With the next legislative session only weeks away, lawmakers have begun submitting bills for 2011. One such bill, submitted by Rep. John Hetherington, R-New Canaan, is aimed at tightening the state’s fiscal belt by imposing a moratorium on most general obligation bonds until 2013.
In a phone interview Monday, Hetherington said the idea isn’t to stop all borrowing, just borrowing to finance earmarked spending pushed by lawmakers to benefit specific constituencies. He used building a gazebo as an example but said the spending takes many forms.
“They are earmarks just pure and simple. They’re earmarks for often frivolous things that are simply a way of a legislator showing his constituents what he or she can bring back to the district,” he said. “I think we ought to issue no further bonds unless they benefit the state as a whole. It has to be a purpose that will benefit the entire state not just one particular community.”
Hetherington said transportation spending was an example of borrowing that could benefit the whole state even if they seem to help certain districts more than others. He said the rail car project, the final stage of which failed to pass a Bond Commission vote on Dec. 10 when two members of the commission were absent, would have been borrowing allowable under the moratorium.
Along with allowing bonds that help the entire state, the bill includes another exception to allow allocations to ongoing programs and projects.
Hetherington said he expects to find support for the bill among fellow Republicans but thought it might even get some consideration across the aisle.
“I would hope that even some Democrats would get on board with this. Even though they’re the majority and some direct these earmarks, I think they must agree also that this is just not a time to be wasting money, particularly on what we can’t afford,” he said.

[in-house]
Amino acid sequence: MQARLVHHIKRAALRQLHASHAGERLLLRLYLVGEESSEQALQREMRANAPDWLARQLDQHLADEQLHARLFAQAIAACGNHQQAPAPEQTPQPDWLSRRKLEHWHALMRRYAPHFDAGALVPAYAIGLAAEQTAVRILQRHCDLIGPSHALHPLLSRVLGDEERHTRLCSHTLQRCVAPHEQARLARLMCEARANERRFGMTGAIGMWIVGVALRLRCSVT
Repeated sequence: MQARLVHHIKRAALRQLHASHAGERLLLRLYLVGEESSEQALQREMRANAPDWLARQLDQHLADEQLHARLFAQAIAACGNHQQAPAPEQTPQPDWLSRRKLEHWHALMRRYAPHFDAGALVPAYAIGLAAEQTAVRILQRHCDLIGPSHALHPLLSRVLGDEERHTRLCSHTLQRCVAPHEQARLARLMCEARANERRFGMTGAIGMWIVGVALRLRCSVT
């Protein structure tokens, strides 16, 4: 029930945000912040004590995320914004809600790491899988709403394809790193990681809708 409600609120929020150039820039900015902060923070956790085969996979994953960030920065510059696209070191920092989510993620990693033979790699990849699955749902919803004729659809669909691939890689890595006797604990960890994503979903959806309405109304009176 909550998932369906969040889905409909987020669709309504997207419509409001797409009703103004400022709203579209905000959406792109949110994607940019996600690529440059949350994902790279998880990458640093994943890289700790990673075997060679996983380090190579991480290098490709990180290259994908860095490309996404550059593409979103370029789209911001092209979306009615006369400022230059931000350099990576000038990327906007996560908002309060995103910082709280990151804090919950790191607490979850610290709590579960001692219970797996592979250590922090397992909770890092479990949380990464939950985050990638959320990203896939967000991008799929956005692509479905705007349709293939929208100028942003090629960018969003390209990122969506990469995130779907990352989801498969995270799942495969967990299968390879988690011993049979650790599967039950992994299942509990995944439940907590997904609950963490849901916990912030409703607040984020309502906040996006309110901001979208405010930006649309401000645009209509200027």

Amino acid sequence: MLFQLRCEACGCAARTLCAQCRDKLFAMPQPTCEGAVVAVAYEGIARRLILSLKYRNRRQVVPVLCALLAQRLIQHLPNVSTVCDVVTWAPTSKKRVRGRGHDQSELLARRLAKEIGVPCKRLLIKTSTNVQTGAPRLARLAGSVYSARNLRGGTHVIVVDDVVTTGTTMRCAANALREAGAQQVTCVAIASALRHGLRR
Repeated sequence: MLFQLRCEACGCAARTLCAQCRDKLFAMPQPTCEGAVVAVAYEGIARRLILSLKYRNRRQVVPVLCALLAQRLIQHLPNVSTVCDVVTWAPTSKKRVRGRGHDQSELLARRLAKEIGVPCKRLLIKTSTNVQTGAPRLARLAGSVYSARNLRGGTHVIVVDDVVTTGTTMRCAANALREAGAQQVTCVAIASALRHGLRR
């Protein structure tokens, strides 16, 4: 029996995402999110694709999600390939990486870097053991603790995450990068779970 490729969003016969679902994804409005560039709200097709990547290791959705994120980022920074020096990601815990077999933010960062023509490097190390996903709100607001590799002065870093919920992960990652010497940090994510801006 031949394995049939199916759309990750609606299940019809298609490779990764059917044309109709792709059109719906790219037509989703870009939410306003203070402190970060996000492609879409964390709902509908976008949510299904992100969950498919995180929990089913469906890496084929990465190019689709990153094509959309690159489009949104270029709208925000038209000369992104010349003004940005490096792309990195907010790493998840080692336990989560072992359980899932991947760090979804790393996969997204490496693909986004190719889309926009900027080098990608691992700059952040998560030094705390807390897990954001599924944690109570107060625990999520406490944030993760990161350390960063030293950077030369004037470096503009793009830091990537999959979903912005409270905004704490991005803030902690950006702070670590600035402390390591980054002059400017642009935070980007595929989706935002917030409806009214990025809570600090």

In the past Democrat Gov.-elect Dan Malloy has suggested that use of some borrowing may help to stimulate the state’s lagging economy and create jobs. While Malloy has reserved judgment on specific bills until he has had the opportunity to see the finished products, a statement from his spokeswoman Colleen Flanagan was not too far removed from the fiscally conservative language used by Hetherington.
“We need to limit our use of debt to financing investments in infrastructure, facilities and the like that will support job growth, prosperity, and Connecticut’s quality of life. We need to avoid using debt as a way to dodge making tough decisions about taxing and spending. Governor-Elect Malloy will make the smart investments needed to get Connecticut’s fiscal house in order and create new jobs,” she said in an email.
“I would hope that he would take a serious look at it,” Hetherington said of Malloy, “because a stimulus plan arguably could benefit the whole state and employment but building a gazebo may create some work but it doesn’t generate jobs in a broad sense.
In an unprecedented act of fiscal constraint the legislature voted last year to deauthorize more than $422 million in previously approved bonding projects.